“In our submission, the systematic introduction of outreach services will need to occur in conjunction with a strengthening of primary care and a clearer and better enforced role for residential aged care providers taking responsibility for the provision of health care to the older Australians living in their facilities. In addition, specialist outreach needs to be supported by a realignment of responsibilities at the governmental level.”

A major undertaking – however, the Counsel surmised given the current gaps in providing specialist services to aged care residents, they should be an essential part of the system.

That specialists should be given incentives to provide greater levels of services into aged care facilities:

Again, Mr Gray noted there was general support for this idea.

That there should be greater emphasis on patients who are 65 years or over receiving rehabilitation services following a hospital stay:

The Senior Counsel recorded the State witnesses backed this proposition – provided there was funding.

That there should be performance indicators relating to the rate of ambulance callouts to aged care facilities:

Here, Mr Gray said there was opposition from some witnesses and caution from others (I’m guessing this may be a proposition that will be re-worked).

That there should be better data collected on use of State and Territory funded health services by aged care residents to inform policy monitoring and design:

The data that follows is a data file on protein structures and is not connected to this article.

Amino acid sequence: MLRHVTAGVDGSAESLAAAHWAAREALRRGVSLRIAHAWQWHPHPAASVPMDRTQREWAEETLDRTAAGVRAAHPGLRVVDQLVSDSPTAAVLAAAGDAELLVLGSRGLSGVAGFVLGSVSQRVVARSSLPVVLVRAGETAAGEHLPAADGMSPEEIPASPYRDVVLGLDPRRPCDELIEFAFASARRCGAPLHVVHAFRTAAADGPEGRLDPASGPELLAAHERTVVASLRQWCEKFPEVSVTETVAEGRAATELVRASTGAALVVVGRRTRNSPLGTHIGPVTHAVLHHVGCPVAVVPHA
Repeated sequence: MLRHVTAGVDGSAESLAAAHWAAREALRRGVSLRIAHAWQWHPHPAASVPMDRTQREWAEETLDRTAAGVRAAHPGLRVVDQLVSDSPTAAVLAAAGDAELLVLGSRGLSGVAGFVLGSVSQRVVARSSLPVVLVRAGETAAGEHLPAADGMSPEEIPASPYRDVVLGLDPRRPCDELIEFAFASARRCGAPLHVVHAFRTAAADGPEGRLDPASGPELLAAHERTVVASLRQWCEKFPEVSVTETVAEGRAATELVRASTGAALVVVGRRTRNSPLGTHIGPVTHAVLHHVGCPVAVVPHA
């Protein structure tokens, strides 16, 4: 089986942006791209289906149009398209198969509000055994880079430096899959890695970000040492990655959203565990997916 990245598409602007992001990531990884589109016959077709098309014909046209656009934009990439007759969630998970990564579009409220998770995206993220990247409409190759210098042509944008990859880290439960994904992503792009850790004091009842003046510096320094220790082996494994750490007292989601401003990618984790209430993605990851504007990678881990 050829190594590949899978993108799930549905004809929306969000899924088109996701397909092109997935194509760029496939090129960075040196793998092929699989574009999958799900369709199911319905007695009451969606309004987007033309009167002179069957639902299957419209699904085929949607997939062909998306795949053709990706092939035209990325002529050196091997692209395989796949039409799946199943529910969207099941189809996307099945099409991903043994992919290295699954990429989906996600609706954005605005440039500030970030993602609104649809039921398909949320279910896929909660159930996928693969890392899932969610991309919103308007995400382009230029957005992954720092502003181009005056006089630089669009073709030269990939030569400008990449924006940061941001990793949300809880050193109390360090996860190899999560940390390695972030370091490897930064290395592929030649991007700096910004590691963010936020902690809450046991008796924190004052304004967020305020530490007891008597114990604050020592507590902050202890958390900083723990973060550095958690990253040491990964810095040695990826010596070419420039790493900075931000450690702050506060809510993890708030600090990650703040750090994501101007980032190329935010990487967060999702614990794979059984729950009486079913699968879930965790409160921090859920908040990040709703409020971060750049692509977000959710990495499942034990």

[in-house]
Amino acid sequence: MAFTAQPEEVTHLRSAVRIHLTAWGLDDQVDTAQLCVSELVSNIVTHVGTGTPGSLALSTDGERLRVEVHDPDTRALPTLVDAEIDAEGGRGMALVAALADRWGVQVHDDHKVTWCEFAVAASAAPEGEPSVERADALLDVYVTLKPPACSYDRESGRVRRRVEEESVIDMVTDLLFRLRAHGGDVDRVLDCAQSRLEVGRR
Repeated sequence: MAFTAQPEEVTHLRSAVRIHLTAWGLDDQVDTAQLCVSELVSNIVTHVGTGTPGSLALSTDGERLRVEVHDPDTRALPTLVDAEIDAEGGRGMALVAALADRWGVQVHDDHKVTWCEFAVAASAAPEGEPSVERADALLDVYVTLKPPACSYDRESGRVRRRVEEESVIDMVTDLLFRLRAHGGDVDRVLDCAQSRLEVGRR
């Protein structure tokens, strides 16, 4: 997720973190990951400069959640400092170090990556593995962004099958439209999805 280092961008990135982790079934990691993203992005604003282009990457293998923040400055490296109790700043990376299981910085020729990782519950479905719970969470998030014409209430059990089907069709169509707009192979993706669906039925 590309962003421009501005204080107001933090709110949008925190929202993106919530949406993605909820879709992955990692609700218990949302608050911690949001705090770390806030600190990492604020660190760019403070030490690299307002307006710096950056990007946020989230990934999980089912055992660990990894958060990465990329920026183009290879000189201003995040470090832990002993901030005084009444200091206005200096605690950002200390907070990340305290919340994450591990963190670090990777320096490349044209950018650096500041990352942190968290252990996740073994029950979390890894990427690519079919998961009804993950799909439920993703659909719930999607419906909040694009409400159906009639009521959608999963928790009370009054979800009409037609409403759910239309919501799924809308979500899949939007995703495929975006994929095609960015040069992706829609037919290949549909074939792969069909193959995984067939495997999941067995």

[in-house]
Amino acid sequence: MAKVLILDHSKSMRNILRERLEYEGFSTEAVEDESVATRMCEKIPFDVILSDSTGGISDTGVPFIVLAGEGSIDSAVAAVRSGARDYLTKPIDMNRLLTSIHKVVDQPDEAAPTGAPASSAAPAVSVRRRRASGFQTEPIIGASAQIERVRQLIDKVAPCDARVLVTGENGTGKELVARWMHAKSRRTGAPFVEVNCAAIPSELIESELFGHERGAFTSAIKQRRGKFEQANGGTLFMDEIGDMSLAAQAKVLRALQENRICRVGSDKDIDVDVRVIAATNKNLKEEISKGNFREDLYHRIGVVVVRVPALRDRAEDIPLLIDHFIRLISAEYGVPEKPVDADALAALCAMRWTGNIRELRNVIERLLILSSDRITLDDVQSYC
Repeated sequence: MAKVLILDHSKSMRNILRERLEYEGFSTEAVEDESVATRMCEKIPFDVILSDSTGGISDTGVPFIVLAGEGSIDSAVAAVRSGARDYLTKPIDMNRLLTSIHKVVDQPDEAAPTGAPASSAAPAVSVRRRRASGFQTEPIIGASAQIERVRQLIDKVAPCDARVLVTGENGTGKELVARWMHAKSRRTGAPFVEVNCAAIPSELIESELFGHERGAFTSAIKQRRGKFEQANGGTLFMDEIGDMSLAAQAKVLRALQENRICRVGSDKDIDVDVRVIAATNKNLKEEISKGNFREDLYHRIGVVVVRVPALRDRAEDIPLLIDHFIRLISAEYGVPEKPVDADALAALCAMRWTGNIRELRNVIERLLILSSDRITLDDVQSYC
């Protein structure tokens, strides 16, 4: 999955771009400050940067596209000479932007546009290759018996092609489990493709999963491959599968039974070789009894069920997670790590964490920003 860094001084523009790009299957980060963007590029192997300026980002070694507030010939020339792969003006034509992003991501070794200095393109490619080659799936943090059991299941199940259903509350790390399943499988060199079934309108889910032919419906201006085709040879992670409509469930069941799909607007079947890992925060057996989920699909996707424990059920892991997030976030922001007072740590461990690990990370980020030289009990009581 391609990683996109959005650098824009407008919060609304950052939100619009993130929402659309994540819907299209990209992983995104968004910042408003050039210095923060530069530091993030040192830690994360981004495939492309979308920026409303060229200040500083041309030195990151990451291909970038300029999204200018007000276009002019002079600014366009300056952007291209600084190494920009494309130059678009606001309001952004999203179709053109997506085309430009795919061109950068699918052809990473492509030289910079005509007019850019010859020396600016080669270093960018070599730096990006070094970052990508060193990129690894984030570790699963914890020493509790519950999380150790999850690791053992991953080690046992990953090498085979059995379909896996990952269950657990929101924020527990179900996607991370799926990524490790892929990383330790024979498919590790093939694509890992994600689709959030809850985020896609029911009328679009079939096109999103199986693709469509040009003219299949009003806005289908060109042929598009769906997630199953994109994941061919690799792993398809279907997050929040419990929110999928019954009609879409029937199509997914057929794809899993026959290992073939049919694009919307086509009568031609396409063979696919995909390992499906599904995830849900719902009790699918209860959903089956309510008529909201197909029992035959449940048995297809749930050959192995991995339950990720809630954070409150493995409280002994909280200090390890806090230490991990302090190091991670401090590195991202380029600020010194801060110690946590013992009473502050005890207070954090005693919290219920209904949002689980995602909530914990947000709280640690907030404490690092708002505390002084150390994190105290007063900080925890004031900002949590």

The Counsel said there was “substantial” consensus on this issue – and support for the Counsel Assisting’s idea of an aged care identifier for the hospital data recorded by the States and Territories.

That older people’s health information must be better shared across the interface, particularly during hospital transfers:

Mr Gray stated that the Counsel Assisting’s propositions – that there be requirements for standardised clinical handovers when aged care residents are taken to hospital and returned to their facility and that rules are needed to ensure hospital discharge summaries are provided to facilities – both met with approval.

That there be interoperability between the health management systems in aged care and in health care:

The Senior Counsel reflected that witnesses had made a strong argument for live data between MyAgedCare and hospital systems as well as shared software with visiting GPs or joint use of the My Health Record system.

Finally, that the role of aged care providers needs to be expanded and clarified to support people in aged care to receive the health care they need and to ensure that there are no gaps and responsibilities for providing that care:

“The evidence suggests that there is a degree of uncertainty about what exactly aged care providers are funded to do when it comes to ensuring that care recipients receive medical care,” Mr Gray said.